Israeli spacecraft crashes in a failed attempt to land on the Moon

Written by Hamza Zakir ·  1 min read >

With only three countries, having achieved the feat of sending a mission to the Moon – the USA, the former Soviet Union, and China – the state of Israel was also hoping to count itself as a member of this exclusive club. However, it will certainly have to wait a bit longer, as its first-ever Moon mission ended in failure.

The spacecraft designed for this grand purpose was called Beresheet, which literally means “in the beginning” in Hebrew. As an interesting aside, it is also the first word of the Torah. Designed by SpaceIL and Israel Aerospace Industries with $100 million worth of private funding, the 1,300-pound dishwasher-sized spacecraft appeared to be all set to make Israel the fourth nation to conquer our lunar friend on Thursday.

However, things started going downhill right away, as Beresheet lost communications with the control room back in Israel. While the flummoxed engineers tried to recover communications, the program was dealt yet another blow: the main engine failed. At that point in time, Beresheet was moving along at approximately 2,110 mph and was an agonizing 120 kilometers from its final destination.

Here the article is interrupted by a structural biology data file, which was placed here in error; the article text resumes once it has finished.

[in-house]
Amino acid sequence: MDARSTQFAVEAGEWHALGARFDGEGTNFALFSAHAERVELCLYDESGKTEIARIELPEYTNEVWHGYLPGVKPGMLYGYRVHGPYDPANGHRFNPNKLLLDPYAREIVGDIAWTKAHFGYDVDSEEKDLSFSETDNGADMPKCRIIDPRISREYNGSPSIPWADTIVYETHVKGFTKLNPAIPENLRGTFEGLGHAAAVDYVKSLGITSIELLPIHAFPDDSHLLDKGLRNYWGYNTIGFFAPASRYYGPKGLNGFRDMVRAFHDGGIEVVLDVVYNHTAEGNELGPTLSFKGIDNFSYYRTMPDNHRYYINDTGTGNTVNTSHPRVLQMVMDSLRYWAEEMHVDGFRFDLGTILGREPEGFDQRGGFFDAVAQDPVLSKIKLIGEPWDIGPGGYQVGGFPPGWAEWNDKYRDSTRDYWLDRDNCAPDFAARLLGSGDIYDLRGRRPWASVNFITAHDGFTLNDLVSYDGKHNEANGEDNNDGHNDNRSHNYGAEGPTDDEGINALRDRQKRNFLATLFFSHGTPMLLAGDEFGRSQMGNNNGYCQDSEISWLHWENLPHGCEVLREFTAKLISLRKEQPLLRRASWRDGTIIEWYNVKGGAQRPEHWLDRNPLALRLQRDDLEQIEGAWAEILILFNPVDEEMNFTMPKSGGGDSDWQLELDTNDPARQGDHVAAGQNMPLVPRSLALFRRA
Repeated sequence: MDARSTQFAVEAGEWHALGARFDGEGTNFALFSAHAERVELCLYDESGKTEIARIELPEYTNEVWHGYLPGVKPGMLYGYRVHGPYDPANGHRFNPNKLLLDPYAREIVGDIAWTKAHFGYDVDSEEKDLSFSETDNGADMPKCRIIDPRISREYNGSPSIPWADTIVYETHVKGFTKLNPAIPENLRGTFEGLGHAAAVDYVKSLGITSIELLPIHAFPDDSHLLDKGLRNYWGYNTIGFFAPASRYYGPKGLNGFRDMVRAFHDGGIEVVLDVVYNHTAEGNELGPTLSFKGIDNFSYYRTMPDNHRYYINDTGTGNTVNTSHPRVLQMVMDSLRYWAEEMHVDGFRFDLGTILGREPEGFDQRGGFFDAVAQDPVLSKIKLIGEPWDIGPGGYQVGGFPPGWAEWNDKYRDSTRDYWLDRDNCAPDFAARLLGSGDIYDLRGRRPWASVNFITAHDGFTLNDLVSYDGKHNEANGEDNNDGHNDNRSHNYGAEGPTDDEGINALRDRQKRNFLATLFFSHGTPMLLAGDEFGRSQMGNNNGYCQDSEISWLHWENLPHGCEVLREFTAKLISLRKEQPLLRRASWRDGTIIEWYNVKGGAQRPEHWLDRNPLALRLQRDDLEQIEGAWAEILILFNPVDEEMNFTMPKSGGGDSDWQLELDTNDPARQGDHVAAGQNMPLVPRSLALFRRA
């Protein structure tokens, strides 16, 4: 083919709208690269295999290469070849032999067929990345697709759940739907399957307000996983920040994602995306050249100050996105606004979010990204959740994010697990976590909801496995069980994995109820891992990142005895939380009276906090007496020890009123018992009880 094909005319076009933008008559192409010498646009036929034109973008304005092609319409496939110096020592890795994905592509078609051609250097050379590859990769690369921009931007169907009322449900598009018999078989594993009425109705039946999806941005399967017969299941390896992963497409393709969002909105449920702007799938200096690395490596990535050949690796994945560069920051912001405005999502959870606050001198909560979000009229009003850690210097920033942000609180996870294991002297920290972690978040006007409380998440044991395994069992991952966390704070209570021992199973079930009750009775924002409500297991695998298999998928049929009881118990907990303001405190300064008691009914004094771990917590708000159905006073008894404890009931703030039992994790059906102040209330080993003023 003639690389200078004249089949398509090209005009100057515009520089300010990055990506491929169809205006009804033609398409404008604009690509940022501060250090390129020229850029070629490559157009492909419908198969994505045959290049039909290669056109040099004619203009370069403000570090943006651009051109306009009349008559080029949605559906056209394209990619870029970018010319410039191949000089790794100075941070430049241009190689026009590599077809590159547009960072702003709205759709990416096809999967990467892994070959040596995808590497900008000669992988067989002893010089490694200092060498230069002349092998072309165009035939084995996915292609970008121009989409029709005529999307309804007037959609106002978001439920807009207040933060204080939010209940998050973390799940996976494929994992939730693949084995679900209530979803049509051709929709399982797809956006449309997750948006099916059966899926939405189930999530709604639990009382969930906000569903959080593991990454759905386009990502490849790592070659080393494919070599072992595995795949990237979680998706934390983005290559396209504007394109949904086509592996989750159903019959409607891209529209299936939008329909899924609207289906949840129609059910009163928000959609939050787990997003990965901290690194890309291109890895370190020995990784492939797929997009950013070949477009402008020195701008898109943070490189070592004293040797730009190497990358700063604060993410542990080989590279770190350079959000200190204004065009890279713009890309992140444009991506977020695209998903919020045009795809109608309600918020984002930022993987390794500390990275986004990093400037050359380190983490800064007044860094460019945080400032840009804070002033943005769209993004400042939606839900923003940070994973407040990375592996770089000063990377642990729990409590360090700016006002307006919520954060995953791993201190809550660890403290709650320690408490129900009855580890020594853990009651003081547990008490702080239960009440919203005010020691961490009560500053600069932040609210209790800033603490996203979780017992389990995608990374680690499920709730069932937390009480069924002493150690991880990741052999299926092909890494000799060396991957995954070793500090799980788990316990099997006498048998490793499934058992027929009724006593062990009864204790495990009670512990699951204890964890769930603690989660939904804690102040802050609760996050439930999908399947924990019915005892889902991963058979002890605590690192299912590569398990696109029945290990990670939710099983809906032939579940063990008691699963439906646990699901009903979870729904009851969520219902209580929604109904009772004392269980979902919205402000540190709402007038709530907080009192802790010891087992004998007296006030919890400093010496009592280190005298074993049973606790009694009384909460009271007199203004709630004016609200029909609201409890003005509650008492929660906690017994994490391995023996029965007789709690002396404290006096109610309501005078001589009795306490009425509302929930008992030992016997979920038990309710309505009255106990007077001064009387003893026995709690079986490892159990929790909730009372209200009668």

Naturally, the doomed spacecraft crashed into the lunar surface thereby vanquishing not just years of effort and millions of dollars in funding, but also an entire nation’s hopes. However, manager of Israel Aerospace Industries’ Space Division Opher Doron managed to remain calm and optimistic in spite of the ordeal.

“I am sorry to say that our spacecraft did not make it in one piece to the moon,” said Doron. “We made it all the way to the moon. This is a great accomplishment. We are the seventh country to make it all the way to the moon.”

This wasn’t Beresheet’s first taste of outer space; the spacecraft was also launched aboard SpaceX’s Falcon 9 rocket in late February. It went on to travel the full 4 million miles to the Moon before eventually entering orbit around it.

Written by Hamza Zakir
Platonist. Humanist. Unusually edgy sometimes. Profile